For a planet in a tighter orbit around its star, the radiation received from the star is much more extreme. This decreases the temperature difference between the equator and the poles, ultimately weakening Hadley cells. The result is fewer clouds in tropical regions available to protect the planet from intense heat, making the planet uninhabitable.
Slow Rotators: More Habitable
If a planet rotates slower, then the Hadley cells can expand to encircle the entire world. This is because the difference in temperature between the day and night side of the planet creates larger atmospheric circulation.
Slow rotation makes days and nights longer, such that half of the planet bathes in light from the sun for an extended period of time. Simultaneously, the night side of the planet is able to cool down.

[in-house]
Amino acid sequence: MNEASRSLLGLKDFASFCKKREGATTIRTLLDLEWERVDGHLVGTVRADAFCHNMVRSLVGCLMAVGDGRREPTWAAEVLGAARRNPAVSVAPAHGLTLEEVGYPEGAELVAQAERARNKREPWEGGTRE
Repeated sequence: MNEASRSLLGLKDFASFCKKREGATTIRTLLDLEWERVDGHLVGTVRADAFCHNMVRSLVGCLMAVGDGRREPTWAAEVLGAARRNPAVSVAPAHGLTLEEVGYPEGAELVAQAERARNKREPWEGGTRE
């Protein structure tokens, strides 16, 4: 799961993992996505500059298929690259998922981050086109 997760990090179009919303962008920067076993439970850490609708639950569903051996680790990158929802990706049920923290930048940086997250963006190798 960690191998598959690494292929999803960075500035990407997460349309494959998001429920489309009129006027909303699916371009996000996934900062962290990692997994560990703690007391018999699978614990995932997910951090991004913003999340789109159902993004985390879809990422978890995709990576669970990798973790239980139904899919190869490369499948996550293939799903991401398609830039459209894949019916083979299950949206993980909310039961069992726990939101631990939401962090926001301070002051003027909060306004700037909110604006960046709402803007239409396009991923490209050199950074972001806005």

This difference in temperature is large enough to cause the warm air from the day side to flow to the night side. This movement of air allows more clouds to form around a planet’s equator, protecting the surface from harmful space radiation, encouraging the possibility for the right conditions for life to form.
The Hunt for Habitable Planets
Measuring the rotation of planets is difficult with a telescope, so another good proxy would be to measure the level of heat emitted from a planet.
An infrared telescope can measure the heat emitted from a planet’s clouds that formed over its equator. An unusually low temperature at the hottest location on the planet could indicate that the planet is potentially a habitable slow rotator.
Of course, even if a planet’s rotation speed is just right, many other conditions come into play. The rotation of planets is just another piece in the puzzle in identifying the next Earth.